Ready Player One

Ernest Cline has a thing for 1980s pop culture the way James Joyce had a thing for the Dublin of June 16, 1904. But you can't re-create a cultural landscape in fictional prose the way you can an actual city, so Cline has come up with a clever workaround: he's created an imaginary online universe programmed by an equally obsessive '80s fan, and then gives his characters (and readers) a compelling reason to explore it.

It's 2044, and teenager Wade Watts is one of millions scouring the virtual reality of the Ontologically Anthropocentric Sensory Immersive Simulation (OASIS, for short) for clues left by late creator James Halliday that will lead to the "Easter egg" representing his multibillion-dollar fortune. Wade has an intuitive flash that helps him discover the first puzzle, which combines a classic Dungeons & Dragons module with one of the more unusual '80s arcade games, near his high school, but he also crosses paths with Art3mis, a semi-famous egg hunter he's had a crush on for years.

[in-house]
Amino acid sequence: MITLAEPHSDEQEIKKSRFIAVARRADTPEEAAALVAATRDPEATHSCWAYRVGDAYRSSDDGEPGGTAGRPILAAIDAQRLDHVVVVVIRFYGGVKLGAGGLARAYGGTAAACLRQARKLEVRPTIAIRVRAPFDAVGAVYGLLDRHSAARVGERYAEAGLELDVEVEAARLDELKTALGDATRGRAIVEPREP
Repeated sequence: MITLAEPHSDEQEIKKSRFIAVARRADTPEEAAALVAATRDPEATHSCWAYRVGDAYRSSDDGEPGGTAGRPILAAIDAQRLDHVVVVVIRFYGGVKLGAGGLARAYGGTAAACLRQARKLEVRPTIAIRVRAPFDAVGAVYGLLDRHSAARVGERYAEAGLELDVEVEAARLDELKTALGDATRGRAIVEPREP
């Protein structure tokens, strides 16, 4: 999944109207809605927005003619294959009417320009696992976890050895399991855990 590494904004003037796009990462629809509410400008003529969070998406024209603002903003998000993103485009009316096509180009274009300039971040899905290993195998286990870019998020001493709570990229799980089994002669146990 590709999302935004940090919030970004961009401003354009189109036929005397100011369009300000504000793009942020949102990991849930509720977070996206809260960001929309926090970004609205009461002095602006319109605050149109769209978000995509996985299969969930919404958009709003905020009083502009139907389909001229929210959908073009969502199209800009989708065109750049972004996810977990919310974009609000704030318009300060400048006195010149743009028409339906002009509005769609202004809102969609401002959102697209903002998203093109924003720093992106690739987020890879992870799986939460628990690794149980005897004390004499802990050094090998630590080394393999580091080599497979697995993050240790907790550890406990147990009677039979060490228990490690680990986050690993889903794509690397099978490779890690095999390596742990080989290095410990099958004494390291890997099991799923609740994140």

Romance will have to wait, though: Wade faces a threat from a technology corporation that's pouring its resources into making sure Halliday's fortune, and control of the OASIS, will wind up in its hands. The ensuing adventure will take him to a slew of imaginary worlds, drop him into the starring role of cult movies, and even provoke a daring act of real-world industrial sabotage. Fortunately for readers, who might not be pulled along on clever '80s pop-culture references alone, Wade's online successes are matched by a gradual maturation offline.

There's a lot of the '80s crammed in here, and chances are that if you were born between, let's say, 1965 and 1975, you'll be giving the author virtual high-fives for including one or more of your more obscure favorites. --Ron Hogan, founder of

Powered by: Xtenit